Japanese American artist, Henry Sugimoto, depicted life in the Arkansas internment camps into which he and his entire family (including wife and child) and many others of Japanese descent were forced, following the Japanese attack on Pearl Harbor in 1941. Sugimoto's life and his painting were profoundly influenced by his incarceration experience during World War II. During and after this period his subject changed from landscapes to scenes of camp life and the Japanese emigration/immigration experience; these works often had social and political purpose.

Dominating this picture are five brown-skinned, black-haired babies clad only in diapers, who are sitting or standing on a white sheet. Remarkably, the babies are featureless, although one appears to be crying. Another is standing, waving a tiny American flag. Looming in the lower left of the picture is an MP (military police), also brown-skinned, but with Caucasian features. He stands guard, not facing the children, and prominently holding a rifle to which a bayonet is attached.

Separating the babies from the MP is the barbed wire fence that stretches along the painting's foreground. In the background is the watch tower often depicted in Sugimoto's paintings, more barbed wire fences that enclose the children, and a menacing dark brown sky.


Children were born during internment, life went on. Second generation Japanese (Nisei) who were U.S. citizens by law were nevertheless incarcerated along with their parents. Most were patriotic Americans, but flag waving did not prevent them from being interned --unless, that is, they signed a loyalty oath and joined the American Armed Forces, where they fought and even lost their lives.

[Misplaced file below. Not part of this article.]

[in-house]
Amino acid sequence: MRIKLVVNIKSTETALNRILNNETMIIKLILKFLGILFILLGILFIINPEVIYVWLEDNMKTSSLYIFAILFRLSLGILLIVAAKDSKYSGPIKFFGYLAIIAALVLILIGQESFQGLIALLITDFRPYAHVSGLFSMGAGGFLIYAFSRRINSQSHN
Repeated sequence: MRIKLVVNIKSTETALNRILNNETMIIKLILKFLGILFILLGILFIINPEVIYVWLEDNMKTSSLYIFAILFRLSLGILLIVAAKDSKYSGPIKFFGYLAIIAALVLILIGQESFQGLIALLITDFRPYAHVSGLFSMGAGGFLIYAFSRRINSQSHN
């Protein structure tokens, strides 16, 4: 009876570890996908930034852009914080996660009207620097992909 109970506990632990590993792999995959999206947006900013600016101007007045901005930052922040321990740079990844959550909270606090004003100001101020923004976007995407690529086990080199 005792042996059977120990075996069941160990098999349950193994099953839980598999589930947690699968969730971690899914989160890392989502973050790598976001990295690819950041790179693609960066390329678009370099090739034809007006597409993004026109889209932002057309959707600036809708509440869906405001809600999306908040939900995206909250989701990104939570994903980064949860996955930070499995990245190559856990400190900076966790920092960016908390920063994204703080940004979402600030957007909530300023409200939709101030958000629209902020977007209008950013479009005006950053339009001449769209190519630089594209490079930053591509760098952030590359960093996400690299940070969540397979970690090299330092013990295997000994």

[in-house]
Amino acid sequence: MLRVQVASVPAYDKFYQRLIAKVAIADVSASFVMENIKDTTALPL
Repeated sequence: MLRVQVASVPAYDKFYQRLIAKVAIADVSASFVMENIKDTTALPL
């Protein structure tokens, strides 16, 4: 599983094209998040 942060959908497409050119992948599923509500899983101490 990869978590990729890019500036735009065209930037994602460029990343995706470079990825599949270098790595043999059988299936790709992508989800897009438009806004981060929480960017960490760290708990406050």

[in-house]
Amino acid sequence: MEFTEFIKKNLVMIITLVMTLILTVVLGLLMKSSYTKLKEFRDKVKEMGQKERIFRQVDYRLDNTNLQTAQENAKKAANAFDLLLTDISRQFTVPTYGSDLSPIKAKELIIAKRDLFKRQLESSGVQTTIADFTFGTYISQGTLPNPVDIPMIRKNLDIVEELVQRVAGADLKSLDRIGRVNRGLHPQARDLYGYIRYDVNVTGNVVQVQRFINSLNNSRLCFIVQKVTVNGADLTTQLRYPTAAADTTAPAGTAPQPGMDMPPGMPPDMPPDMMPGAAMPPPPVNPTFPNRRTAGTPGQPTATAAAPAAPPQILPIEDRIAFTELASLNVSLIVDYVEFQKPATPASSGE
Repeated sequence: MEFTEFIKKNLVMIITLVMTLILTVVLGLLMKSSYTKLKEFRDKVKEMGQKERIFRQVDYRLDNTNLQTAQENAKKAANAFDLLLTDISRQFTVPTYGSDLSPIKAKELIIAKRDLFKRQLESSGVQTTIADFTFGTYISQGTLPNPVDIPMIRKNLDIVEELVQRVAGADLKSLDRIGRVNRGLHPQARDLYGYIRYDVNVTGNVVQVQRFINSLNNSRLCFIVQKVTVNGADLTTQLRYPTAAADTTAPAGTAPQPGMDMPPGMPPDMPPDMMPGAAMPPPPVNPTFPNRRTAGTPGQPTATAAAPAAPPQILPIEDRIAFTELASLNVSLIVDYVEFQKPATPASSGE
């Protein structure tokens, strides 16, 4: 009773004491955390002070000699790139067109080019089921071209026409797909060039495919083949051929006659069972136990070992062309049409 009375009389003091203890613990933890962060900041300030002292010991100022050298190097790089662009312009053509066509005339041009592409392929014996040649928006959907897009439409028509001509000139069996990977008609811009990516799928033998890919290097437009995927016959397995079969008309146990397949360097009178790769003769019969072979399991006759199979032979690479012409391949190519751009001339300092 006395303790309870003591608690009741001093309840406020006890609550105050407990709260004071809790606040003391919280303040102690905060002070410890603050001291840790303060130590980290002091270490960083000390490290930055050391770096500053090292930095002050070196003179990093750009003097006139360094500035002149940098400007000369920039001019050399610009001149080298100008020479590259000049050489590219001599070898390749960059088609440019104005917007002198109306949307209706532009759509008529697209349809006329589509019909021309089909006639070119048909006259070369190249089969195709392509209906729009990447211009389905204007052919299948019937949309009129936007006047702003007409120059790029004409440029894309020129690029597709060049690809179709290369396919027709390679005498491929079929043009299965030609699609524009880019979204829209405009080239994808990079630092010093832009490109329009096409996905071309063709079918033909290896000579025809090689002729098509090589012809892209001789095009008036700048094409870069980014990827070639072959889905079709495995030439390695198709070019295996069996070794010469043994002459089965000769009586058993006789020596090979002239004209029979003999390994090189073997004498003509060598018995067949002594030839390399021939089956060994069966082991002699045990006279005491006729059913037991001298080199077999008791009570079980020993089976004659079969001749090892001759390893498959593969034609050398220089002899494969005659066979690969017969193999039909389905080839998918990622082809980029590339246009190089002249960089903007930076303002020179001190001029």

Why are the children in this picture faceless? Perhaps because Americans were treating people of Japanese descent as one deindividualized and dehumanized entity, to be viewed with suspicion and distrust. The injustice of U.S. policy toward Japanese Americans is emphasized in this painting, in its ironic juxtaposition of helpless infants with military might and barbed wire. Note also that Sugimoto uses the term, "concentration camp" in labeling the painting, while the U.S. government called them "relocation camps" (people were relocated from the West Coast to the U.S. interior).

See also the Online Archive of California Database ( where a fascinating and informative exhibit on Henry Sugimoto and his work has been made available by the Japanese American National Museum. The museum archive ( provides biographical material and background information for many of Sugimoto's paintings, sometimes quoting from his personal papers, and from "redress" testimony that he gave in 1981 when the U.S. government revisited the shameful internment episode.


Painted ca. 1943